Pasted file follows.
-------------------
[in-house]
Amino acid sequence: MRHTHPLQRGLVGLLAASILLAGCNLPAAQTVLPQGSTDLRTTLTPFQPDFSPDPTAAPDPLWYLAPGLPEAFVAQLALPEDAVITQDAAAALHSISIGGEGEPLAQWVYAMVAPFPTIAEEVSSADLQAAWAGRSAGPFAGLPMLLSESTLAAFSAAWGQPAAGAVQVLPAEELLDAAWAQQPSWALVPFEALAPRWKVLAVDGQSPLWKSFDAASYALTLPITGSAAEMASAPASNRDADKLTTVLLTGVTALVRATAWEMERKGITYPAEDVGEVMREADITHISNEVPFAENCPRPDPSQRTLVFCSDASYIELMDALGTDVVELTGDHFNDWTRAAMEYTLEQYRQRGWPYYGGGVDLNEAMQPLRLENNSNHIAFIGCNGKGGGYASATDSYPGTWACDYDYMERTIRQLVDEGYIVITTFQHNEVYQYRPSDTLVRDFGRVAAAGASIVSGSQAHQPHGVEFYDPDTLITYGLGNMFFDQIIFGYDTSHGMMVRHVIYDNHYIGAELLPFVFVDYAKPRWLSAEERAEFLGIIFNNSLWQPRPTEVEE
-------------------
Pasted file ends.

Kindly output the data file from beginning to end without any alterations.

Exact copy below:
[in-house]
Amino acid sequence: MRHTHPLQRGLVGLLAASILLAGCNLPAAQTVLPQGSTDLRTTLTPFQPDFSPDPTAAPDPLWYLAPGLPEAFVAQLALPEDAVITQDAAAALHSISIGGEGEPLAQWVYAMVAPFPTIAEEVSSADLQAAWAGRSAGPFAGLPMLLSESTLAAFSAAWGQPAAGAVQVLPAEELLDAAWAQQPSWALVPFEALAPRWKVLAVDGQSPLWKSFDAASYALTLPITGSAAEMASAPASNRDADKLTTVLLTGVTALVRATAWEMERKGITYPAEDVGEVMREADITHISNEVPFAENCPRPDPSQRTLVFCSDASYIELMDALGTDVVELTGDHFNDWTRAAMEYTLEQYRQRGWPYYGGGVDLNEAMQPLRLENNSNHIAFIGCNGKGGGYASATDSYPGTWACDYDYMERTIRQLVDEGYIVITTFQHNEVYQYRPSDTLVRDFGRVAAAGASIVSGSQAHQPHGVEFYDPDTLITYGLGNMFFDQIIFGYDTSHGMMVRHVIYDNHYIGAELLPFVFVDYAKPRWLSAEERAEFLGIIFNNSLWQPRPTEVEE